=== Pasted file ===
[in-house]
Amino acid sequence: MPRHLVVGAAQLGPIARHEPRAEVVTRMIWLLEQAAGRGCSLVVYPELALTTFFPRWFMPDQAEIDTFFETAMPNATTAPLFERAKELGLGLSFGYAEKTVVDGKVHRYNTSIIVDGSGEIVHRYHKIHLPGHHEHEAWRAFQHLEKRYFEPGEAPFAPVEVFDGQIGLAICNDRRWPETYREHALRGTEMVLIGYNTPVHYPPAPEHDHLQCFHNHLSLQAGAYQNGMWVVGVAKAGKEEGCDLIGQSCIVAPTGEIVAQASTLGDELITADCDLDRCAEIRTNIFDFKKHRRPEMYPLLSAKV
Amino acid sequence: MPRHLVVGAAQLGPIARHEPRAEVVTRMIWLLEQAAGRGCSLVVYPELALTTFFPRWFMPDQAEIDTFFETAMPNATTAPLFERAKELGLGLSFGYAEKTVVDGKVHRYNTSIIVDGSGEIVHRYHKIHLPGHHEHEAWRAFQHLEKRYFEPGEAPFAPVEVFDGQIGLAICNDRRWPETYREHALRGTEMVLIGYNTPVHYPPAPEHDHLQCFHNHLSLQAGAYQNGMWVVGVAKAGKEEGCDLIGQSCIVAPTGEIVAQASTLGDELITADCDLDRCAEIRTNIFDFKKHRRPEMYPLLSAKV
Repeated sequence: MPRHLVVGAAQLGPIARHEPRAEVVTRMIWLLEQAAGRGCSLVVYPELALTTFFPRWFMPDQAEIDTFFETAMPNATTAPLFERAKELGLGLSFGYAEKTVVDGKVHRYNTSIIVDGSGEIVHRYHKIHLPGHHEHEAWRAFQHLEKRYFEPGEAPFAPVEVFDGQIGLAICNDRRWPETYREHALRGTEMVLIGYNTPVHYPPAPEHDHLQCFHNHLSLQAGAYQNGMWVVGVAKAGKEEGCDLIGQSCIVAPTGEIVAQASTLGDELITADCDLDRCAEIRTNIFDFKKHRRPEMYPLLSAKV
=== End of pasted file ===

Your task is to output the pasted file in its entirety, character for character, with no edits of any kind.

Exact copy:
[in-house]
Amino acid sequence: MPRHLVVGAAQLGPIARHEPRAEVVTRMIWLLEQAAGRGCSLVVYPELALTTFFPRWFMPDQAEIDTFFETAMPNATTAPLFERAKELGLGLSFGYAEKTVVDGKVHRYNTSIIVDGSGEIVHRYHKIHLPGHHEHEAWRAFQHLEKRYFEPGEAPFAPVEVFDGQIGLAICNDRRWPETYREHALRGTEMVLIGYNTPVHYPPAPEHDHLQCFHNHLSLQAGAYQNGMWVVGVAKAGKEEGCDLIGQSCIVAPTGEIVAQASTLGDELITADCDLDRCAEIRTNIFDFKKHRRPEMYPLLSAKV
Amino acid sequence: MPRHLVVGAAQLGPIARHEPRAEVVTRMIWLLEQAAGRGCSLVVYPELALTTFFPRWFMPDQAEIDTFFETAMPNATTAPLFERAKELGLGLSFGYAEKTVVDGKVHRYNTSIIVDGSGEIVHRYHKIHLPGHHEHEAWRAFQHLEKRYFEPGEAPFAPVEVFDGQIGLAICNDRRWPETYREHALRGTEMVLIGYNTPVHYPPAPEHDHLQCFHNHLSLQAGAYQNGMWVVGVAKAGKEEGCDLIGQSCIVAPTGEIVAQASTLGDELITADCDLDRCAEIRTNIFDFKKHRRPEMYPLLSAKV
Repeated sequence: MPRHLVVGAAQLGPIARHEPRAEVVTRMIWLLEQAAGRGCSLVVYPELALTTFFPRWFMPDQAEIDTFFETAMPNATTAPLFERAKELGLGLSFGYAEKTVVDGKVHRYNTSIIVDGSGEIVHRYHKIHLPGHHEHEAWRAFQHLEKRYFEPGEAPFAPVEVFDGQIGLAICNDRRWPETYREHALRGTEMVLIGYNTPVHYPPAPEHDHLQCFHNHLSLQAGAYQNGMWVVGVAKAGKEEGCDLIGQSCIVAPTGEIVAQASTLGDELITADCDLDRCAEIRTNIFDFKKHRRPEMYPLLSAKV